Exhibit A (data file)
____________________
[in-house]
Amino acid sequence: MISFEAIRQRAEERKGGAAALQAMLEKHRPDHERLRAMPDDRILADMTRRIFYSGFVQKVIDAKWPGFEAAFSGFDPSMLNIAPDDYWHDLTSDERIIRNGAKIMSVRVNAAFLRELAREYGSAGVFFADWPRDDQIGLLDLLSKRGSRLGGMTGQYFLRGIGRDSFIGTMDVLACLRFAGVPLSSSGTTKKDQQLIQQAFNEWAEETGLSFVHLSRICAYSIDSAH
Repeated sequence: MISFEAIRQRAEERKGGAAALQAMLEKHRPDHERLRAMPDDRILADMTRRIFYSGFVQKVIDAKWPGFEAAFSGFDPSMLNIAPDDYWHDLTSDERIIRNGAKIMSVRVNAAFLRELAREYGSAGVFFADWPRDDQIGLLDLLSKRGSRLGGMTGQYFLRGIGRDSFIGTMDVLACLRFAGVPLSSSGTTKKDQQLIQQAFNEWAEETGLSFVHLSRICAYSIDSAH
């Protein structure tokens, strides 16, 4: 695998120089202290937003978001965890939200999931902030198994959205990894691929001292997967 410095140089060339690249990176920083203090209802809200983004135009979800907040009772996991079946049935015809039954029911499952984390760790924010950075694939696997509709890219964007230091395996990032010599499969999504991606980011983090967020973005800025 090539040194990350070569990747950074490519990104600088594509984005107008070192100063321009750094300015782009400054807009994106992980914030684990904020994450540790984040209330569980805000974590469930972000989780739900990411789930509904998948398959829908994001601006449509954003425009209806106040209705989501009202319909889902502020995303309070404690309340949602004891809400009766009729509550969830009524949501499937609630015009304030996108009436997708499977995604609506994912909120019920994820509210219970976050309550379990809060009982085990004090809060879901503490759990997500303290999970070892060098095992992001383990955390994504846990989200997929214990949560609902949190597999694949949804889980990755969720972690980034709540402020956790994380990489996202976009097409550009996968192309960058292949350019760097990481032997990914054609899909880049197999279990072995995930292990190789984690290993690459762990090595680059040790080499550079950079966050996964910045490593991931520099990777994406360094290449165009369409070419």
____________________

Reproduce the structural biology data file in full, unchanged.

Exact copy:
[in-house]
Amino acid sequence: MISFEAIRQRAEERKGGAAALQAMLEKHRPDHERLRAMPDDRILADMTRRIFYSGFVQKVIDAKWPGFEAAFSGFDPSMLNIAPDDYWHDLTSDERIIRNGAKIMSVRVNAAFLRELAREYGSAGVFFADWPRDDQIGLLDLLSKRGSRLGGMTGQYFLRGIGRDSFIGTMDVLACLRFAGVPLSSSGTTKKDQQLIQQAFNEWAEETGLSFVHLSRICAYSIDSAH
Repeated sequence: MISFEAIRQRAEERKGGAAALQAMLEKHRPDHERLRAMPDDRILADMTRRIFYSGFVQKVIDAKWPGFEAAFSGFDPSMLNIAPDDYWHDLTSDERIIRNGAKIMSVRVNAAFLRELAREYGSAGVFFADWPRDDQIGLLDLLSKRGSRLGGMTGQYFLRGIGRDSFIGTMDVLACLRFAGVPLSSSGTTKKDQQLIQQAFNEWAEETGLSFVHLSRICAYSIDSAH
């Protein structure tokens, strides 16, 4: 695998120089202290937003978001965890939200999931902030198994959205990894691929001292997967 410095140089060339690249990176920083203090209802809200983004135009979800907040009772996991079946049935015809039954029911499952984390760790924010950075694939696997509709890219964007230091395996990032010599499969999504991606980011983090967020973005800025 090539040194990350070569990747950074490519990104600088594509984005107008070192100063321009750094300015782009400054807009994106992980914030684990904020994450540790984040209330569980805000974590469930972000989780739900990411789930509904998948398959829908994001601006449509954003425009209806106040209705989501009202319909889902502020995303309070404690309340949602004891809400009766009729509550969830009524949501499937609630015009304030996108009436997708499977995604609506994912909120019920994820509210219970976050309550379990809060009982085990004090809060879901503490759990997500303290999970070892060098095992992001383990955390994504846990989200997929214990949560609902949190597999694949949804889980990755969720972690980034709540402020956790994380990489996202976009097409550009996968192309960058292949350019760097990481032997990914054609899909880049197999279990072995995930292990190789984690290993690459762990090595680059040790080499550079950079966050996964910045490593991931520099990777994406360094290449165009369409070419």